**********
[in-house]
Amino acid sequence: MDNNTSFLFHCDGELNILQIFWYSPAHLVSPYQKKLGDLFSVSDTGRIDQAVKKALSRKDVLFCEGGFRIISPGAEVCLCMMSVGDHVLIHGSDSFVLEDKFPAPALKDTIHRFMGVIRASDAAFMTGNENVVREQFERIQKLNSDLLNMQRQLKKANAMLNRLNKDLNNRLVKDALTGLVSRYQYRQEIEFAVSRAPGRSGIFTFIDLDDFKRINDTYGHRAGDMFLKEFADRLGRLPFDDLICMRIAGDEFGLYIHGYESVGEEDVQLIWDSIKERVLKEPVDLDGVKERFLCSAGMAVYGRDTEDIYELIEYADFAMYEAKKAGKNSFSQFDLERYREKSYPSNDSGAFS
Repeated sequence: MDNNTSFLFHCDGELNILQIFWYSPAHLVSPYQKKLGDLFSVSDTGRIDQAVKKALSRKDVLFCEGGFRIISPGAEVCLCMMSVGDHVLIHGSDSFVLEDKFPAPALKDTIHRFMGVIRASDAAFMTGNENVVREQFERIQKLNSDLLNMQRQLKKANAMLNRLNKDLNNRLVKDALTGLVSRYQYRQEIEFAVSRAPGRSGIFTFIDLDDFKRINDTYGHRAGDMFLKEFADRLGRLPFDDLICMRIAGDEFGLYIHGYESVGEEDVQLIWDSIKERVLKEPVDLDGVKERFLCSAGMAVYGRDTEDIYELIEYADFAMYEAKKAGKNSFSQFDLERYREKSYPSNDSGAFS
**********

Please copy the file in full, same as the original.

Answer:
[in-house]
Amino acid sequence: MDNNTSFLFHCDGELNILQIFWYSPAHLVSPYQKKLGDLFSVSDTGRIDQAVKKALSRKDVLFCEGGFRIISPGAEVCLCMMSVGDHVLIHGSDSFVLEDKFPAPALKDTIHRFMGVIRASDAAFMTGNENVVREQFERIQKLNSDLLNMQRQLKKANAMLNRLNKDLNNRLVKDALTGLVSRYQYRQEIEFAVSRAPGRSGIFTFIDLDDFKRINDTYGHRAGDMFLKEFADRLGRLPFDDLICMRIAGDEFGLYIHGYESVGEEDVQLIWDSIKERVLKEPVDLDGVKERFLCSAGMAVYGRDTEDIYELIEYADFAMYEAKKAGKNSFSQFDLERYREKSYPSNDSGAFS
Repeated sequence: MDNNTSFLFHCDGELNILQIFWYSPAHLVSPYQKKLGDLFSVSDTGRIDQAVKKALSRKDVLFCEGGFRIISPGAEVCLCMMSVGDHVLIHGSDSFVLEDKFPAPALKDTIHRFMGVIRASDAAFMTGNENVVREQFERIQKLNSDLLNMQRQLKKANAMLNRLNKDLNNRLVKDALTGLVSRYQYRQEIEFAVSRAPGRSGIFTFIDLDDFKRINDTYGHRAGDMFLKEFADRLGRLPFDDLICMRIAGDEFGLYIHGYESVGEEDVQLIWDSIKERVLKEPVDLDGVKERFLCSAGMAVYGRDTEDIYELIEYADFAMYEAKKAGKNSFSQFDLERYREKSYPSNDSGAFS